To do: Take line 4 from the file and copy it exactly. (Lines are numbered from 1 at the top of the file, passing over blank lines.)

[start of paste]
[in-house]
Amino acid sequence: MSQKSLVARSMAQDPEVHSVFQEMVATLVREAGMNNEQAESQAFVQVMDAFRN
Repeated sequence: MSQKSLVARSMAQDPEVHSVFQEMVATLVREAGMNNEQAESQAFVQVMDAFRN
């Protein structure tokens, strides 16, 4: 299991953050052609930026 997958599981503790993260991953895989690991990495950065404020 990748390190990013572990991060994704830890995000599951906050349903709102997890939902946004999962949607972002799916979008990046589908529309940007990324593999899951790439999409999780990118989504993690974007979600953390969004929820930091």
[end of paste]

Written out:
């Protein structure tokens, strides 16, 4: 299991953050052609930026 997958599981503790993260991953895989690991990495950065404020 990748390190990013572990991060994704830890995000599951906050349903709102997890939902946004999962949607972002799916979008990046589908529309940007990324593999899951790439999409999780990118989504993690974007979600953390969004929820930091």